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Fusion Priorities Panel Provides Interim Report

July 27, 2004

Charles Baker, chair of the Fusion Energy Sciences Advisory Committee (FESAC) Panel on Program Priorities (FPN03-68 and 04-13) provided an interim report to FESAC at its meeting July 26-27 in Gaithersburg, MD. A version of the interim report is posted at http://www.mfescience.org/fesac/comments/att-0026/Draft_PP_interim_report_R_pdf and other information, including the charge letter, are posted at http://www.mfescience.org/fesac/index.html.

The FESAC was asked by DOE on October 23, 2003 for a "prioritized balancing of the (fusion) program" assuming the construction of ITER and "includes ITER as an integrated part of the whole."

In its interim report, the Panel proposes three "overarching themes" and fifteen "more scientific questions central to the advancement of fusion energy." The Panel says that "for each topical scientific question, an accompanying research approach was formulated, spanning the next ten years." They say "The approaches identified a limited number of research thrusts needed to address the most important aspects of each question. These research thrusts provide much of the core information required to develop campaigns."

Baker indicated that the next phase of the Panel's work would be to develop the "campaigns," which would cut across the scientific questions, and to prioritize the campaigns. He said that many members of his panel were uncomfortable with proceeding with the next phase of the activity assuming ITER was moving ahead when in fact it was not. Several members of FESAC, including its chairman, expressed similar reservations. DOE fusion director, N. Anne Davies, firmly resisted any suggestion that the Panel delay its activity or write two scenarios, one with ITER and one without. DOE is assuming ITER is going ahead in all its internal planning, she said.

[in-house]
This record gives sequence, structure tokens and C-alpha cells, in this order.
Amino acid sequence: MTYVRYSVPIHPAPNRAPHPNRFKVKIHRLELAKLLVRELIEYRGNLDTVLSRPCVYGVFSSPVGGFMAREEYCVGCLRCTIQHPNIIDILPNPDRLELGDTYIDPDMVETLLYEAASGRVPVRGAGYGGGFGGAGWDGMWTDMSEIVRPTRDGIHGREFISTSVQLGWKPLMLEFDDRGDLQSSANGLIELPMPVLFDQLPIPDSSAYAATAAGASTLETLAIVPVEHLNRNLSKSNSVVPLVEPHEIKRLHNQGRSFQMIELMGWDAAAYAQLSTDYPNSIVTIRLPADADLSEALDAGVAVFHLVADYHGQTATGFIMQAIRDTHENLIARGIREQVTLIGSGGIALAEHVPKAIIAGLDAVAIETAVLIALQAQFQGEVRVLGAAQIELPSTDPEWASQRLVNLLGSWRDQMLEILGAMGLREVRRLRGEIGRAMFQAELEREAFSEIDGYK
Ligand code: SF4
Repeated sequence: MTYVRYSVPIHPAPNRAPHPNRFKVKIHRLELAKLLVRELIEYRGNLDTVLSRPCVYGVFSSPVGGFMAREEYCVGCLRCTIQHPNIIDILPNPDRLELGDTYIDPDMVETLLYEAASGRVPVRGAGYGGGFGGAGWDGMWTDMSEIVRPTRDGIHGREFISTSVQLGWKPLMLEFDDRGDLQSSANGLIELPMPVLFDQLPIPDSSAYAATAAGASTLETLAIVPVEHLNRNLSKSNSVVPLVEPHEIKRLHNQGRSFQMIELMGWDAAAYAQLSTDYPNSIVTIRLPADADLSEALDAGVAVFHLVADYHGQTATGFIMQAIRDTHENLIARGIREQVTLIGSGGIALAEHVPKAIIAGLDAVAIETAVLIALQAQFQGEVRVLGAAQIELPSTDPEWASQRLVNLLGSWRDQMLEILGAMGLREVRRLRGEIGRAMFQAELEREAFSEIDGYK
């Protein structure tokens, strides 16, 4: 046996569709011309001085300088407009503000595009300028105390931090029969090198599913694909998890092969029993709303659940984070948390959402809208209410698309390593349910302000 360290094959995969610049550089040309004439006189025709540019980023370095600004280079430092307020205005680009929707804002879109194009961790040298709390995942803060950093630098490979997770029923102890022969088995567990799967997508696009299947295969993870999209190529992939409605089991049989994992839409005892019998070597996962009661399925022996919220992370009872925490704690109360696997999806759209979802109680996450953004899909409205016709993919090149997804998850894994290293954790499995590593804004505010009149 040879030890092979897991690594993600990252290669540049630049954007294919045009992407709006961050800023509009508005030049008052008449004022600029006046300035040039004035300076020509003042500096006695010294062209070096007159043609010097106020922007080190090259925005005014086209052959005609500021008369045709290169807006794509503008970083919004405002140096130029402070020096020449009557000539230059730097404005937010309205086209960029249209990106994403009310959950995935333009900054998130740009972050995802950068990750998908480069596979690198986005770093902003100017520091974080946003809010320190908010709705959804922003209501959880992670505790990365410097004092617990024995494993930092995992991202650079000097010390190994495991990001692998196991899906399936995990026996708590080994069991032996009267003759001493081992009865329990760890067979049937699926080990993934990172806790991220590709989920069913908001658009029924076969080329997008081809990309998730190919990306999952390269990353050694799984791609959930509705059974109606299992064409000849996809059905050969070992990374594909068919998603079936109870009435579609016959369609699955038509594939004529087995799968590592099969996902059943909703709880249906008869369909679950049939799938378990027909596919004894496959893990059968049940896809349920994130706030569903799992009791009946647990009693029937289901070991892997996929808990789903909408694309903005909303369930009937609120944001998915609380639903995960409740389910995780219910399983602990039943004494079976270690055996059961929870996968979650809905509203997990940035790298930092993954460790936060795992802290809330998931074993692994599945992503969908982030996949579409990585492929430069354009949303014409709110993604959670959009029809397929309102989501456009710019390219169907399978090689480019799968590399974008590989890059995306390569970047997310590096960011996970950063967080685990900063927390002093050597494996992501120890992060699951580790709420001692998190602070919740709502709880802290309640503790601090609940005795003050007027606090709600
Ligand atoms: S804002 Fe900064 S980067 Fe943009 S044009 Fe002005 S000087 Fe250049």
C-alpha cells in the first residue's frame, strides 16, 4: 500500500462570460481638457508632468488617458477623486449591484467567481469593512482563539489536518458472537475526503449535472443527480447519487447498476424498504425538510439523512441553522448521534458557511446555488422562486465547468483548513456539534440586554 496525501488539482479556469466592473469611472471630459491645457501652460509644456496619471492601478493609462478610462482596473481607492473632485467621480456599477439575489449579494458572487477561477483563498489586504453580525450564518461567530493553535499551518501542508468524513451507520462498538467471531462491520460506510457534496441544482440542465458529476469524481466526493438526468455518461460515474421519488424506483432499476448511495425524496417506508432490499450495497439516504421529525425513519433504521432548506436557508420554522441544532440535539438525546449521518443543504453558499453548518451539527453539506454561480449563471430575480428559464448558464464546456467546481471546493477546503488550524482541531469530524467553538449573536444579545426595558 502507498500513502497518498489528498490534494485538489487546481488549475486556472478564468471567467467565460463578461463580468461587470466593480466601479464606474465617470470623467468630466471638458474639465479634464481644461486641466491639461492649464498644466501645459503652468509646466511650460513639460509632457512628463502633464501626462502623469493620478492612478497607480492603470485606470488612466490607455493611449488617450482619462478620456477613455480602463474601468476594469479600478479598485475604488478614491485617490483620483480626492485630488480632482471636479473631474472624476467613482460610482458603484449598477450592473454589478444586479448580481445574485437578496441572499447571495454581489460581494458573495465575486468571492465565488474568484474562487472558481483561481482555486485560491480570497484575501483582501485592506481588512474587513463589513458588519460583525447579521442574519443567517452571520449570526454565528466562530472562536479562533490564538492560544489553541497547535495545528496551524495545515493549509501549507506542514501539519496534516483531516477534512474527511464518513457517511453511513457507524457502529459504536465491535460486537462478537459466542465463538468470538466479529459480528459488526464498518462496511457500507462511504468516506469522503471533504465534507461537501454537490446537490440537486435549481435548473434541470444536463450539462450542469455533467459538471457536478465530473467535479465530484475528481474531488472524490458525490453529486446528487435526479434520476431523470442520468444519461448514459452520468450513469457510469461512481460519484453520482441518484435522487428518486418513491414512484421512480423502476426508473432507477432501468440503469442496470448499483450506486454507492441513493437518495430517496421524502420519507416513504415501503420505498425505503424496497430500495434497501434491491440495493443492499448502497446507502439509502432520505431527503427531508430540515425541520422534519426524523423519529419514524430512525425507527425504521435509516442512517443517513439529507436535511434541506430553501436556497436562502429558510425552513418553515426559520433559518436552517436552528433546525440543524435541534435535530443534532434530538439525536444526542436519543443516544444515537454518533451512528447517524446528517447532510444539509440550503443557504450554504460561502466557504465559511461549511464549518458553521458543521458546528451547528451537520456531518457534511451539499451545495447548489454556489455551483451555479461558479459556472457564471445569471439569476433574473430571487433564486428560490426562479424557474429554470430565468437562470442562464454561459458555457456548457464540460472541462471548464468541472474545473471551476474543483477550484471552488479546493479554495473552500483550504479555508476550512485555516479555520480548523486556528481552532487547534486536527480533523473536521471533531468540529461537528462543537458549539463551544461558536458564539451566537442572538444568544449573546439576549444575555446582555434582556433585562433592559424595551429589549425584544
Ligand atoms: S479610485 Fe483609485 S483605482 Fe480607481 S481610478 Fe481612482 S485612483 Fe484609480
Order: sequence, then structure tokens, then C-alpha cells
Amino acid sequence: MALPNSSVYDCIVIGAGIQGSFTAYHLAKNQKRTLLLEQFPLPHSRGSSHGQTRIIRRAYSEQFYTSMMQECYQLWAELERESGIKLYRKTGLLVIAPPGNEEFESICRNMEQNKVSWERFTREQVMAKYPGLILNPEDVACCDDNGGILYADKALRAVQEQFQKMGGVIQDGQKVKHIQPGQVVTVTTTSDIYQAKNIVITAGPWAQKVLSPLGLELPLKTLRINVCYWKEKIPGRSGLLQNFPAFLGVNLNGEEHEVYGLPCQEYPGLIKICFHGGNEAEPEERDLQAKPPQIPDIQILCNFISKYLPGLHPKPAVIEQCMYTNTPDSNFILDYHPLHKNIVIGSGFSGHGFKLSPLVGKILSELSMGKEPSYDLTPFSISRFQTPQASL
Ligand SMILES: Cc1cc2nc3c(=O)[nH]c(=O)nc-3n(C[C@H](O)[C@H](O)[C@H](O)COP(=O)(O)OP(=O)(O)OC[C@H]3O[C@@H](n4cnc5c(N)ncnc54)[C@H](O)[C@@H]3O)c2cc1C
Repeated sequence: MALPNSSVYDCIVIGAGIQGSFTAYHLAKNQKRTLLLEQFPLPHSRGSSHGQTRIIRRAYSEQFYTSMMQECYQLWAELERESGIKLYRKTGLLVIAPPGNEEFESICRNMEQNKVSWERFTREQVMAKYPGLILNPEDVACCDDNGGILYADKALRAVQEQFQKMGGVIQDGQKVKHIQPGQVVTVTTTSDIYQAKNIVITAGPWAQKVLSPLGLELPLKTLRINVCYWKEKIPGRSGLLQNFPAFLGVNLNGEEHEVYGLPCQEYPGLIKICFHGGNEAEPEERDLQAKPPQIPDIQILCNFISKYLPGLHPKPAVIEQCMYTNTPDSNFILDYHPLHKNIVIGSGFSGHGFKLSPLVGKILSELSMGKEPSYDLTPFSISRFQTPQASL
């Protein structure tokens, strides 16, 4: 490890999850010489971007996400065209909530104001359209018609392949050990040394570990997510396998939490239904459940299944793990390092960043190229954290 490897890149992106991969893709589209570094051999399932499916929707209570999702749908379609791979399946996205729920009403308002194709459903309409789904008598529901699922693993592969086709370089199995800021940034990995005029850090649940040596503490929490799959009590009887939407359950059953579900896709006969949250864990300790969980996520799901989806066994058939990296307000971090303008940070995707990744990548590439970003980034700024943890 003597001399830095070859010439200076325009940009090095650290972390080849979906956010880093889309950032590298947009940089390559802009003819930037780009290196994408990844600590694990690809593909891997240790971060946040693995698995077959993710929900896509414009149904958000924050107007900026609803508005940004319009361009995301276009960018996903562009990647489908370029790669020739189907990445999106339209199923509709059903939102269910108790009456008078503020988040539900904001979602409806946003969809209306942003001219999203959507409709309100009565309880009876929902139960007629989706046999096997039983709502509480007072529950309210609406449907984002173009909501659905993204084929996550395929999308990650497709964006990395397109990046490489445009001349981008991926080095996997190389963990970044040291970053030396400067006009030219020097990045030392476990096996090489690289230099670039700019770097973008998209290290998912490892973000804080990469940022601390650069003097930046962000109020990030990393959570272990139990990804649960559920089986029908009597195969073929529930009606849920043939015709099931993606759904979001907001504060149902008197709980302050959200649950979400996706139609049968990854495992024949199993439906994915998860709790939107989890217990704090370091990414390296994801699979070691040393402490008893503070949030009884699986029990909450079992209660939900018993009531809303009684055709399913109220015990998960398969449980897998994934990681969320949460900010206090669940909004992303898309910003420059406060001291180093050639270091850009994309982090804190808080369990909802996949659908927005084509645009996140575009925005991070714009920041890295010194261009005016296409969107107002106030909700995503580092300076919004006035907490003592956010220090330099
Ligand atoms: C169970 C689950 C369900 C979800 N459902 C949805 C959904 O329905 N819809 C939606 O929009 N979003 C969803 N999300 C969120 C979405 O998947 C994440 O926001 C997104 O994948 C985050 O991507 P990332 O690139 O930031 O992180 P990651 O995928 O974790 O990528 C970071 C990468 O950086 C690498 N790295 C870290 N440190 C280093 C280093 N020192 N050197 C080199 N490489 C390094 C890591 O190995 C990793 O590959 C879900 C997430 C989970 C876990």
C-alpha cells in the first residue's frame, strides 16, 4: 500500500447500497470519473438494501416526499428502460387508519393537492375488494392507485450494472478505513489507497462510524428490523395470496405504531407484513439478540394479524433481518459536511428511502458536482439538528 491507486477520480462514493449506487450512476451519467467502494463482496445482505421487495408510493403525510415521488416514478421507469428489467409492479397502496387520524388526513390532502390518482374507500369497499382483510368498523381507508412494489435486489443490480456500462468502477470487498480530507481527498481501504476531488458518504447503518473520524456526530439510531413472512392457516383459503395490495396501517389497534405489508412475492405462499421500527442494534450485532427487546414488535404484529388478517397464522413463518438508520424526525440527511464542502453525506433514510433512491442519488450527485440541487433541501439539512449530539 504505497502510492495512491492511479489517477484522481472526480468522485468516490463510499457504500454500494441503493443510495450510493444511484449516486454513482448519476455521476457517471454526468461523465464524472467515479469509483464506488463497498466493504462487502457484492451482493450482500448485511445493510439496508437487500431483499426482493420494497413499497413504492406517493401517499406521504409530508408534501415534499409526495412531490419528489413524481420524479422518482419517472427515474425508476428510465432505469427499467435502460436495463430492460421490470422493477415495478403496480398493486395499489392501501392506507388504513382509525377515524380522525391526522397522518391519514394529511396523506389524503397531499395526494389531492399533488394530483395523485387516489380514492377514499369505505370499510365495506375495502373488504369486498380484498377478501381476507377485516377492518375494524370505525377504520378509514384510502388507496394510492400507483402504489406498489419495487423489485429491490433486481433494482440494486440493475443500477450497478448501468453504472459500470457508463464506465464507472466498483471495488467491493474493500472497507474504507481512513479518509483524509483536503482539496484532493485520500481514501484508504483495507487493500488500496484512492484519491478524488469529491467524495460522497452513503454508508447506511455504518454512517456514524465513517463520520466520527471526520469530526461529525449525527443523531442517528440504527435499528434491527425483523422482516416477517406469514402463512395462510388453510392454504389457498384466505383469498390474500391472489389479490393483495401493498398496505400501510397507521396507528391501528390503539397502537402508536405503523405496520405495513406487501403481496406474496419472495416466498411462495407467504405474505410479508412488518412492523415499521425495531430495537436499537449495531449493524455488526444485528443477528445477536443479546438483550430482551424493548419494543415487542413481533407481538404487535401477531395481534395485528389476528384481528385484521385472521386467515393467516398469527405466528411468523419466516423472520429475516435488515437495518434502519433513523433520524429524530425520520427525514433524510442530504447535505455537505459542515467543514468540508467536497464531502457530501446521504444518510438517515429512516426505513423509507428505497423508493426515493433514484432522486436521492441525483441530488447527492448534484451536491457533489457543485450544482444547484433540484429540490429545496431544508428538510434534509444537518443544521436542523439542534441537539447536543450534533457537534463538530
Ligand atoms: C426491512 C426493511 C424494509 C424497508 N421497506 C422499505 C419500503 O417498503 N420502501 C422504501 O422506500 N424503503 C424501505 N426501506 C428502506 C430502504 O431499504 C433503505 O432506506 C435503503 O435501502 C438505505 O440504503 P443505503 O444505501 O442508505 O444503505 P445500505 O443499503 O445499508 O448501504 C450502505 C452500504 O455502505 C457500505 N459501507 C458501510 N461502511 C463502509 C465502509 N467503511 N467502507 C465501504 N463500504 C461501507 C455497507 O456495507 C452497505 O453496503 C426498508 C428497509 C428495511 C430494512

It was pointed out that the budget assumptions given to the panel by DOE in October 2003 were seriously out of date. In addition to a case based on the FY 2003 funding level of $257 million plus inflation plus construction funds for ITER, DOE told the FESAC to consider a case in which the funding level for FY 2004 was $335 million, increasing to $393 million in FY 2009 and a case intermediate between these two cases. The actual funding levels turned out to be $247 M in FY 2003 and $263 M in FY 2004 and the President only asked for $264 M in FY 2005. Davies promised to provide new budget guidance for the study.

A final report is due at the next FESAC meeting, tentatively scheduled for December 8-9 in Gaithersburg, MD.